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BlindPumpkin

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Just now, HreshtIronBorne said:

I really loved King of Dragon Pass myself... A single shrine to Humakt supplies your CLAN with Trueswords. Construct a Great Temple to Orlanth, Temples to Humakt, and Elmal and you have Advantage in almost every kind of battle. KoDP always gave me the impression that the community gets a TON of magic for building things for and sacrificing to the gods, as much as appeasing ancestors and all the rest of maintaining healthy Clan Magic. 

But it costs, upkeep on large temples can be quite onerous, could lead to rivalry, and attracts troublesome adventurers looking to get their careless companions resurrected. Also if you start paying more attention to deities that your ancestors didn't worship much, they will turn up and scold you for abandoning the old ways. A temple to Humakt particularly could hurt your clan's fertility. For the Colymar of Clearwine, for instance, the nearest Humakt temple is several days' travel away, and some say that is a good thing. At least it gets the grim and humourless buggers out of your hair for a few days around each holy day.

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2 hours ago, Crel said:

However, I do play My Glorantha as you've described; almost every person is a game-Initiate, with Rune points and magic powers. Most are of less adventures-relevant deities, like Barntar the Plow God or Uralda the Cow Goddess, but nearly everyone has a little Rune magic. I do this for a variety of reasons, one of which is so I can tell my players "don't go murder-hoboing into a tavern brawl if you don't want to deal with Orlanthi farmers chucking Lightning."

 

I tend to play at a much lower level but the image of farmer getting pissed off and tossing lightning around the greydog inn... It has appeal, I don't deny it. You just have to know that the local Eurmali, Brigpiece, would be around somewhere.

 

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However, one obvious counter to "I can't see farmers throwing lightning around" is that the Lunars have been battling to take over their lands for ages. Those Lunars, and all the aforementioned enemies, would make a requirement for having powerful magic in that type of world...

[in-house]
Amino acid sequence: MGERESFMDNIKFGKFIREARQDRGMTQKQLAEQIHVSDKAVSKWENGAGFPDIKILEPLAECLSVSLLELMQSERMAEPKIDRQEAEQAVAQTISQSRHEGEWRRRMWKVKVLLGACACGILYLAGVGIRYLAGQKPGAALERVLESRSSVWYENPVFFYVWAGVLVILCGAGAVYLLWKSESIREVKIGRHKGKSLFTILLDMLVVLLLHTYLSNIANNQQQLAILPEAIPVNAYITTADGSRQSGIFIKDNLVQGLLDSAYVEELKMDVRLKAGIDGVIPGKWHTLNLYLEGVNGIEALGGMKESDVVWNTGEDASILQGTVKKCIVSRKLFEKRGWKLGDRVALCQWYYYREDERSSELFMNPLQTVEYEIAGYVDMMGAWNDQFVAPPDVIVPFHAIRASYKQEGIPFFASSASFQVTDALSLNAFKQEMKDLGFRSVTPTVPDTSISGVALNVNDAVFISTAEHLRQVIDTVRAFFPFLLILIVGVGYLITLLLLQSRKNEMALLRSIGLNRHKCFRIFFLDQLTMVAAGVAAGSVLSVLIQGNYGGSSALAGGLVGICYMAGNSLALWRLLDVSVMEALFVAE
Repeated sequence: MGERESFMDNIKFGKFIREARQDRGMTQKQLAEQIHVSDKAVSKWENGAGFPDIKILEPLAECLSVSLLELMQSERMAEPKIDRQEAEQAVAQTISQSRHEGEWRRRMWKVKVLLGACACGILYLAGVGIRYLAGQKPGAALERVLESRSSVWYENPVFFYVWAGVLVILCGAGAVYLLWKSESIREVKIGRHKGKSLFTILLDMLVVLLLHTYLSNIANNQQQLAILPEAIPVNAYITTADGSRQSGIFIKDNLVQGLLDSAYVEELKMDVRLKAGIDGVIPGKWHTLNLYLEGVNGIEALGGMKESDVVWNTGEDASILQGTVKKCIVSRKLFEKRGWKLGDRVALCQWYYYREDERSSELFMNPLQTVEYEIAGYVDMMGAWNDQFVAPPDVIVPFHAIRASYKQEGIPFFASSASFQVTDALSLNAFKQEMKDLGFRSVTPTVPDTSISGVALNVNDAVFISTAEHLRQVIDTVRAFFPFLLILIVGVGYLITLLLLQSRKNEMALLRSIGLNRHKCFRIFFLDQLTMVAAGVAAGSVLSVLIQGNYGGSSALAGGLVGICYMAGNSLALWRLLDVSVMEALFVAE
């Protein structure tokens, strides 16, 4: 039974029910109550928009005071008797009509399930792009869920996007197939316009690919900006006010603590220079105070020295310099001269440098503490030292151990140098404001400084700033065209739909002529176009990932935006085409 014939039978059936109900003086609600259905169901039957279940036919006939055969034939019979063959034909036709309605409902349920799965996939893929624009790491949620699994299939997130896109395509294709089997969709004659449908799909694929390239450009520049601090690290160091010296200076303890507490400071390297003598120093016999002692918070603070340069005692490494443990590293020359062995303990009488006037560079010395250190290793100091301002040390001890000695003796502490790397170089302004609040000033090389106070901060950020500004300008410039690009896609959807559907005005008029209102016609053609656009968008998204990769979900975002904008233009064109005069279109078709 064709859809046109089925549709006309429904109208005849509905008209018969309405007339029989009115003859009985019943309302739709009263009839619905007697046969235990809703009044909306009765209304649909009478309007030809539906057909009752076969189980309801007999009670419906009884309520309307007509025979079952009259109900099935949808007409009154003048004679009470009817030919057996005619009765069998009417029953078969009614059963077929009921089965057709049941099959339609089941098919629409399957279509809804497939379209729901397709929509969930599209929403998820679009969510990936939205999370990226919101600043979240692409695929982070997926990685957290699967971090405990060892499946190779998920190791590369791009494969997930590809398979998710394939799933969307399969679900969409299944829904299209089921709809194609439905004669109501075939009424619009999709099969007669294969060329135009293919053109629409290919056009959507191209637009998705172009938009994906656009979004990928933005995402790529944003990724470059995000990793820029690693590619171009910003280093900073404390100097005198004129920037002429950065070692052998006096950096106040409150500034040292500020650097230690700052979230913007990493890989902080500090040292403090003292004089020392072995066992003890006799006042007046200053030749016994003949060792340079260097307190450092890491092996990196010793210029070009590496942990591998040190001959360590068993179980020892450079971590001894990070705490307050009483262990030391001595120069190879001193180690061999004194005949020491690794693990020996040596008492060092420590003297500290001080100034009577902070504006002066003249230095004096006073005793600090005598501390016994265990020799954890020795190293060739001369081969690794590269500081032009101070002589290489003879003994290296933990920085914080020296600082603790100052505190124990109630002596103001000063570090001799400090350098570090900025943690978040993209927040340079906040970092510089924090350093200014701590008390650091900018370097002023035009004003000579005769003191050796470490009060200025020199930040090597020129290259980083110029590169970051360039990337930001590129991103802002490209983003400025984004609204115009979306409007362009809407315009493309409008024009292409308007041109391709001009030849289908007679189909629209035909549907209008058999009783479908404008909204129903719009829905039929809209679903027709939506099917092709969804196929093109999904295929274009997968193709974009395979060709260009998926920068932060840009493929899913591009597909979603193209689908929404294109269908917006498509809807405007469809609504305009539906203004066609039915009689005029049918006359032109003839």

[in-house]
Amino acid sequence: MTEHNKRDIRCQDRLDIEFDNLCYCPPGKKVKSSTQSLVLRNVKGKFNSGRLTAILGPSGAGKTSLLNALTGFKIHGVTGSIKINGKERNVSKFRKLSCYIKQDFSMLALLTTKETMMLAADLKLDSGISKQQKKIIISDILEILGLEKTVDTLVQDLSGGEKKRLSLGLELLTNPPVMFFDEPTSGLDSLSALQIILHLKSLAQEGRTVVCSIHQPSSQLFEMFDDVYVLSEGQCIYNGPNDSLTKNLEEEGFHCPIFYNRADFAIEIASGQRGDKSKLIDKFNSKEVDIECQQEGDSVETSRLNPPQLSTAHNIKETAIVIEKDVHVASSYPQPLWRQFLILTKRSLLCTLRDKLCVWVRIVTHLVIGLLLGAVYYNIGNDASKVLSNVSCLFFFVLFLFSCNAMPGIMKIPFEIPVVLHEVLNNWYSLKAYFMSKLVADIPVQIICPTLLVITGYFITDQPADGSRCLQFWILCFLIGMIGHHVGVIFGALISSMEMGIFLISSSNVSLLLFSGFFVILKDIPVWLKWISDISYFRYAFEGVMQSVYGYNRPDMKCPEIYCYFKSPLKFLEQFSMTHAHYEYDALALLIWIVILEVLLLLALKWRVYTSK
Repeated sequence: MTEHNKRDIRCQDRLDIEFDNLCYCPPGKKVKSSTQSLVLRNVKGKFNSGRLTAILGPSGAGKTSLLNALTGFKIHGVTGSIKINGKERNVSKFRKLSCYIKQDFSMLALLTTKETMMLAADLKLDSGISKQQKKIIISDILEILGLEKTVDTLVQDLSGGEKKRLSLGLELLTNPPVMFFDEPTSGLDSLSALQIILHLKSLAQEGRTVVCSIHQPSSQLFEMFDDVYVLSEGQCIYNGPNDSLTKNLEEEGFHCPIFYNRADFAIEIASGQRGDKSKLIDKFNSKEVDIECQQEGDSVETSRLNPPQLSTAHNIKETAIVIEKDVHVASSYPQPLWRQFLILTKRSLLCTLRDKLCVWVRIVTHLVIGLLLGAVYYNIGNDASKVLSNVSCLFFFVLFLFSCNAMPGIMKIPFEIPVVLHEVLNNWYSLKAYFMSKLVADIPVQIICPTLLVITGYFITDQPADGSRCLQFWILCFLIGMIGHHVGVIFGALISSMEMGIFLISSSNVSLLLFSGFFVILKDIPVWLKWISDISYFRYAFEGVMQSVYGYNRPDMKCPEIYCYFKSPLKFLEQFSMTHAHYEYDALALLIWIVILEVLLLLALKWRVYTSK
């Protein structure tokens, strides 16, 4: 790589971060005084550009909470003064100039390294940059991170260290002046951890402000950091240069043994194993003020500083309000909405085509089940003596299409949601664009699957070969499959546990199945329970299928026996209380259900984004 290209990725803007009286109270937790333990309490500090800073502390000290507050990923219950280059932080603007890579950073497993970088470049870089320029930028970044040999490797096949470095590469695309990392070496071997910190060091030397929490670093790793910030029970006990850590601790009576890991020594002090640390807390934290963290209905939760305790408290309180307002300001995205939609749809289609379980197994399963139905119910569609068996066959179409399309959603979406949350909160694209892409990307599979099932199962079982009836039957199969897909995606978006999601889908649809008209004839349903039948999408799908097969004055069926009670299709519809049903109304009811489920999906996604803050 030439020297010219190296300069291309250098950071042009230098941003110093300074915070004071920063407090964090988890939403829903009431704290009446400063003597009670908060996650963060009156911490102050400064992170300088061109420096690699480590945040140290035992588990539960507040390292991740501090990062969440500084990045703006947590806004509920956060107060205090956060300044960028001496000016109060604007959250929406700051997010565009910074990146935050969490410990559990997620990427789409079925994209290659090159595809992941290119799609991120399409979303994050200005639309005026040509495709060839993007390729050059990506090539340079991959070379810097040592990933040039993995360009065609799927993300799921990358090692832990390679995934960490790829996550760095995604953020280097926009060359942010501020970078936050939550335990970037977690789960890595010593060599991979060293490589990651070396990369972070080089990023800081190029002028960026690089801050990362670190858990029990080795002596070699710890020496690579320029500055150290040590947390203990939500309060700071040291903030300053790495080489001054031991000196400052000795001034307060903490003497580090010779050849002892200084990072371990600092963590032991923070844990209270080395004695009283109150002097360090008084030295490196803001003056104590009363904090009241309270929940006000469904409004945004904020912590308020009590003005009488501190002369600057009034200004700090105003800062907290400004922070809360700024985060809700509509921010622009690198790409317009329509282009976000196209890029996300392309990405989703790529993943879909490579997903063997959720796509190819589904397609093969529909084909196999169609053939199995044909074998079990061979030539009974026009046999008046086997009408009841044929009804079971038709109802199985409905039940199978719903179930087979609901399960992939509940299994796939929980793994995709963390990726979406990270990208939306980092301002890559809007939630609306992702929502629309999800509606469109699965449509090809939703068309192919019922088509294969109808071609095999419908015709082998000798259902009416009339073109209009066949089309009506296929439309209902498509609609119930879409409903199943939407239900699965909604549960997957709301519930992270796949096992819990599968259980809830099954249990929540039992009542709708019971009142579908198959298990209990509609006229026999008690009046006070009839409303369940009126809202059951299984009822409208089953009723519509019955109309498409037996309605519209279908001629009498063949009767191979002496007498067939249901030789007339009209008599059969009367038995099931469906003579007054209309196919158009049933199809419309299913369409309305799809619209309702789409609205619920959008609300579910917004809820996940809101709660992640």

You will be required to defend your stead! You are expected to be competent! Violence is always an option 

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3 minutes ago, Shiningbrow said:

However, one obvious counter to "I can't see farmers throwing lightning around" is that the Lunars have been battling to take over their lands for ages. Those Lunars, and all the aforementioned enemies, would make a requirement for having powerful magic in that type of world... 

You will be required to defend your stead! You are expected to be competent! Violence is always an option 

I don't think that argument justifies it, in my personal understanding of the setting. Lunar invasion of the lands has been a thing since the very first edition, and in the same edition you had explicit entries telling you the vast majority of people were lay members, and that the normal non-adventurer Initiate would probably have on or two points to spare for the season to use specifically on getting divine favors related to his craft. It explicitly states that the gods do not have the time nor the will to listen to every one of their followers, but only the most devoted get any kind of special atention.